[Intermittent claudication and beta-blockaders. An unfortunate combination?].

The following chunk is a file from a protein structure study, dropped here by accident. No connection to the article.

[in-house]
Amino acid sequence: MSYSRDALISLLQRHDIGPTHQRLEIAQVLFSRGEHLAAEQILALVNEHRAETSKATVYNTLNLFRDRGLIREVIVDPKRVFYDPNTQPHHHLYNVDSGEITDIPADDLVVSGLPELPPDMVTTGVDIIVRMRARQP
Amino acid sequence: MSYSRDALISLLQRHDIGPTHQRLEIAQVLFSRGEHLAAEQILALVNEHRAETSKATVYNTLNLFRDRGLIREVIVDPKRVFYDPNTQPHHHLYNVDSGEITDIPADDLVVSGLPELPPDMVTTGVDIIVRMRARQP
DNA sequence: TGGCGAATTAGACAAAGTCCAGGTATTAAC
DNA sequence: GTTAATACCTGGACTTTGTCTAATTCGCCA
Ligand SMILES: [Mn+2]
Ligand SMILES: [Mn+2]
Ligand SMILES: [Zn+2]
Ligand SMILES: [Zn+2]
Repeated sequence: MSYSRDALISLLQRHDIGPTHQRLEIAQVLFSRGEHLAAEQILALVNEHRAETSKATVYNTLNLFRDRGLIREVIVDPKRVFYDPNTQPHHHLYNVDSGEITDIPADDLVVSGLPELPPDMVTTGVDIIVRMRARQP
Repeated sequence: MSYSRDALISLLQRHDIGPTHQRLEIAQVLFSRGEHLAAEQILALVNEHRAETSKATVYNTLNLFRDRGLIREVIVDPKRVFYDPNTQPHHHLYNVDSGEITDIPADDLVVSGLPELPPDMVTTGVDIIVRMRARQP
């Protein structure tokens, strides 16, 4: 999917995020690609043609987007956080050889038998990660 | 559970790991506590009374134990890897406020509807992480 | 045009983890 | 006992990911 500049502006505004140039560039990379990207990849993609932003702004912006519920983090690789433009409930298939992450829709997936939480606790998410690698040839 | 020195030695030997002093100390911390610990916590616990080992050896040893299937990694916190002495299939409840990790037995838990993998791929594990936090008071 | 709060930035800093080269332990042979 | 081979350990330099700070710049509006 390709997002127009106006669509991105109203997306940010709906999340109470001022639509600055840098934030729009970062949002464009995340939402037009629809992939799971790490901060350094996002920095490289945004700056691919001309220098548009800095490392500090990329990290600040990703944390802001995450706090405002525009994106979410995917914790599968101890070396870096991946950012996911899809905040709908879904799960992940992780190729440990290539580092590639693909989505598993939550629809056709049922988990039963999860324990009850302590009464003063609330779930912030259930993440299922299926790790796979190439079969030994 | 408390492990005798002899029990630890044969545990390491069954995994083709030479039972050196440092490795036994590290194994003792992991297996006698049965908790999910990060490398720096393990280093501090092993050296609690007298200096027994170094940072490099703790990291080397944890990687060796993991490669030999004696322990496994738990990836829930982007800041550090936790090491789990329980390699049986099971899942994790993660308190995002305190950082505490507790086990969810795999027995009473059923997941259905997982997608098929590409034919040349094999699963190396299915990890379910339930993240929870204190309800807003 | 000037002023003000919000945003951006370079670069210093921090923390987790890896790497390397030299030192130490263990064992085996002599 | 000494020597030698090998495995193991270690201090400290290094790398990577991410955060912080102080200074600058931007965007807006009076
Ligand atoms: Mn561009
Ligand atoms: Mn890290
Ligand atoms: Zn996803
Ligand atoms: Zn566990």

ABSTRACT beta-adrenergic blockers have been considered relatively contraindicated in patients with peripheral arterial disease because of reports claiming that these drugs may worsen intermittent claudication. The authors review the published randomized controlled trials and discuss the results of comparisons of this treatment with treatment with alternative drugs. None of the studies of beta-blockade in patients with intermittent claudication showed a reduction of walking distance or impairment of peripheral flow compared with patients given placebo, except one study using a beta-blocker with intrinsic sympathomimetic activity. Alternative drugs are included in only few trials and do not seem to be beneficial. There is a lack of evidence to suggest that beta-blockers adversely effect walking capacity or worsen symptoms in mild to moderate intermittent claudication. beta-blockers should not be avoided if considered in other respects to be the optimal therapy for associated atherosclerotic disease.